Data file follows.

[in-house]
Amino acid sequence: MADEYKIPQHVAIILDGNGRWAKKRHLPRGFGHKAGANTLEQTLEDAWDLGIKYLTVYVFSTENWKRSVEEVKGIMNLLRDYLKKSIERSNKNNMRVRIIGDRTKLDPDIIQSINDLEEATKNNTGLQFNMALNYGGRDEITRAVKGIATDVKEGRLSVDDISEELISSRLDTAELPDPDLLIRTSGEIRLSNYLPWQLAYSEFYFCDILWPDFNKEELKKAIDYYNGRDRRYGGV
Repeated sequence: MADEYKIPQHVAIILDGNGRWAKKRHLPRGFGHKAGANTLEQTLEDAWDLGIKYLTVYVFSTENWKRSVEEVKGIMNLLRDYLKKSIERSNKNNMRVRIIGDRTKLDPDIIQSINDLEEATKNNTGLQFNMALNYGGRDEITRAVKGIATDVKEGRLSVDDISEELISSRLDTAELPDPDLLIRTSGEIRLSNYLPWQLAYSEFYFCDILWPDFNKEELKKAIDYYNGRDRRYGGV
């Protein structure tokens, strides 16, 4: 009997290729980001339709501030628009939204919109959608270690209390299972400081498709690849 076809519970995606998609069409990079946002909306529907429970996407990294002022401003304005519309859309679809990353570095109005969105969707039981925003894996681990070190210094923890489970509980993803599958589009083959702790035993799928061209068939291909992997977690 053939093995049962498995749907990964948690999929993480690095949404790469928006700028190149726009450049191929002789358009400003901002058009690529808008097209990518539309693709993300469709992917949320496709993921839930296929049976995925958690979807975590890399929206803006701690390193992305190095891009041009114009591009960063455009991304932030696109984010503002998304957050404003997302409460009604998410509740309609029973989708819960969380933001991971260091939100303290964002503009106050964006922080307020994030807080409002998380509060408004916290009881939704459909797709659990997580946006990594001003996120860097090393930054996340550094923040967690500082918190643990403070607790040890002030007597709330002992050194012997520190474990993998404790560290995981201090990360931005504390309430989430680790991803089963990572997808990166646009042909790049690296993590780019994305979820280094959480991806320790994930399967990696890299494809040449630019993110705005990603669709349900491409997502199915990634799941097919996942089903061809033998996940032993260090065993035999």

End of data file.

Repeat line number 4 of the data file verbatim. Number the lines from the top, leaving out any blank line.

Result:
């Protein structure tokens, strides 16, 4: 009997290729980001339709501030628009939204919109959608270690209390299972400081498709690849 076809519970995606998609069409990079946002909306529907429970996407990294002022401003304005519309859309679809990353570095109005969105969707039981925003894996681990070190210094923890489970509980993803599958589009083959702790035993799928061209068939291909992997977690 053939093995049962498995749907990964948690999929993480690095949404790469928006700028190149726009450049191929002789358009400003901002058009690529808008097209990518539309693709993300469709992917949320496709993921839930296929049976995925958690979807975590890399929206803006701690390193992305190095891009041009114009591009960063455009991304932030696109984010503002998304957050404003997302409460009604998410509740309609029973989708819960969380933001991971260091939100303290964002503009106050964006922080307020994030807080409002998380509060408004916290009881939704459909797709659990997580946006990594001003996120860097090393930054996340550094923040967690500082918190643990403070607790040890002030007597709330002992050194012997520190474990993998404790560290995981201090990360931005504390309430989430680790991803089963990572997808990166646009042909790049690296993590780019994305979820280094959480991806320790994930399967990696890299494809040449630019993110705005990603669709349900491409997502199915990634799941097919996942089903061809033998996940032993260090065993035999």